Lines in the Sand

        “Did you know they were married this weekend?”

She asked with pain and anger in her eyes. It was Monday afternoon when Mariah and I went for a visit with one of our neighbors.

        “Yes, you had mentioned last week that they were getting married this weekend, though I was not sure what day since I have not spoken with either of them in almost a year.”

I paused for a moments and then said,

        “I know this sounds bad, but I am so sorry to hear that.”

A pain began to form in my chest. I looked at my neighbor and asked,

        “Did the brides parents fly in for the wedding?”

Her head dropped and she looked down at her blanket as she responded with,

        “No, actually none of the bride’s extended family attended, just her sons. It was such a sad situation. The groom kept changing the date so her parents could not book their plane tickets in time. Not just her parents, the groom also made sure that the date was changed so often that her brother and sister, and their families, were not able to attend as well. It was so heart breaking seeing the bride hurt like that. She wept almost the entire time.”

The bride was and is Old Man’s granddaughter. A granddaughter he said he loved and cherished, and in a way I think he did. She is a wonderful individual who was raised with little to no self-esteem. She admitted to my neighbor, before the wedding, that she had settled on this man. She did not feel she could do any better.

There was not much I could say, mainly because of the pain I was feeling. The conversation ended shortly thereafter, and we walked home.

I thought about the conversation most of the night. My heart was heavy and in a way I was angry, though I wasn’t sure why. By the following morning, though, I came to realize the source of my anger, and eventually the source of the heaviness in my heart.

I was angry with Old Man.

I know that sounds irrational because he died in 2010, but I was. Though I loved him deeply and unconditionally, I knew he had not been the father he needed to be. He not only failed himself; he failed his wife, his children, his grandchildren and great-grandchildren. He had been, based on the stories that he had told me, and from watching him on daily bases, a very selfish, and at times, a verbally mean man.

I thought about the way he use to speak to his granddaughter, and the disparaging remarks he made to her concerning her weight, and her appearance. Remarks that he thought were funny, but she took to heart, and again I hurt and was angry. No wonder her self-esteem was so low. She just wanted to be loved unconditionally, and yet unconditional love was foreign to her. Not only was it foreign to her, it scared her.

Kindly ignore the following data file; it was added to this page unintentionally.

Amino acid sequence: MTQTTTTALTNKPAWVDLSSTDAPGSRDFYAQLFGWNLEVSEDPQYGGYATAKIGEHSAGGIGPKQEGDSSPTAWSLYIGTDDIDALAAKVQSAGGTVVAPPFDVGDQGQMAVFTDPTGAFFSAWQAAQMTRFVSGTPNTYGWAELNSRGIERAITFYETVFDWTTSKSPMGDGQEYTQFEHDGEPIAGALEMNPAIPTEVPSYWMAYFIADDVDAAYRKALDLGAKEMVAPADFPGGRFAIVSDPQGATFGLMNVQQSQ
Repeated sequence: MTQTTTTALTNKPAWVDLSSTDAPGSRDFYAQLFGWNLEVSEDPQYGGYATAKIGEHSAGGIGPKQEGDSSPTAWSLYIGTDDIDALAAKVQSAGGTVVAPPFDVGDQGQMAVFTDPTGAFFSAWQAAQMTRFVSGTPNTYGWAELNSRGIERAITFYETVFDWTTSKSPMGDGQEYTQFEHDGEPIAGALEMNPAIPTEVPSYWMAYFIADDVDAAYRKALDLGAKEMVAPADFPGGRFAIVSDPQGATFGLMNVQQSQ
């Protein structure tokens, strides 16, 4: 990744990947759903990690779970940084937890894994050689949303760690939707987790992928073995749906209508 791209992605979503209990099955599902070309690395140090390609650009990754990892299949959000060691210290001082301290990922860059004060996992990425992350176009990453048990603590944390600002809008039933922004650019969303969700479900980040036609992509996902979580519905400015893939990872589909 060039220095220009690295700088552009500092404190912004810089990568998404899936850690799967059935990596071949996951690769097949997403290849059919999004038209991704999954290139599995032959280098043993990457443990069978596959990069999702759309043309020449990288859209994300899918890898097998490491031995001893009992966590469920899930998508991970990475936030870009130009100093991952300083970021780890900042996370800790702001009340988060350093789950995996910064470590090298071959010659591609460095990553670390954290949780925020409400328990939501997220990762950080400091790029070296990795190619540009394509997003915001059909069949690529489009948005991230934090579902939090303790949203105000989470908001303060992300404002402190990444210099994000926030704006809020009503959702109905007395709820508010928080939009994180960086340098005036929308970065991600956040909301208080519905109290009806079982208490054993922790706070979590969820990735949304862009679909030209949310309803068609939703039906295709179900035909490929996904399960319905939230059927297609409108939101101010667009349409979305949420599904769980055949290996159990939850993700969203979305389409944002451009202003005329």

As I thought about the bride, the wedding and all the pain surrounding it once again I began to appreciate the family that I came from. Not only the family I grew up in, but my extended family, and one person in particular, my grandmother.

Though we have issues, and traditions that others would find dysfunctional, I can say without reservation that if it were not for my grandmother, and the changes she made for herself and my mom, in her younger days, our lives would have been so much different. We could have been like Old Man and his family.

My grandma Sherod, who is no longer with us, was raised in the dirt-poor Ozark Mountains. Her parents were the definition of poor country folks. Not only were they poor, but to be quite honest by today’s standards, and yesterday’s standards, they were abusive parents. Yet, as a young divorcee’ she chose to change her life. She left the Ozark Mountains and settled in Neosho, Missouri. She developed an incredible work ethic and tried to parent her children in the best way possible. She chose, according to my mom, to walk away from her past and the wounds of her past so her children could have better lives.

Though she really did not know what she was doing, she was successful at turning her life and the lives of her children around, and her hard work paid off. Many of the abusive family traditions that she experienced and learned as a child were abandoned. Her children and grandchildren were given a new lease on life. In a way she drew the proverbial line in the sand. A line that said, “I will not continue to repeat the past.”

For that I will be forever grateful.

As I sit here this morning thinking about Old Man’s granddaughter I was reminded of the new years resolution she made in 2012. At that time she decided that she was tired of the way her life had been going. She wanted better for herself and her sons.

For a few months it looked like she was truly making positive strides. Yet, extended family fighting arose, the verbal insults began flying and she abandoned the changes. She retreated to what was known, what was familiar. All contact with her ended, and my heart hurt that time as well. I felt the same pain I am feeling today.

I know rationally there is nothing I can do about her pain and the choices she is making in life. I know there is nothing that can be done to reverse the pain she had endured down through the years, but still I hope. I hope the day will come when she will decide to change her life once and for all. I hope she can draw her line as well.

With that said,

        “Thank you Grandma for being courageous enough to take the time to make life changes. Because of your hard work, and the changes you made you altered the course of future generations. Well done!”

1 Comment

1 Comment

  1. eric wenning

    July 10, 2013 at 6:31 pm

    Misty u write too. Must run in the fam. Nice work!

    Thank you Eric.

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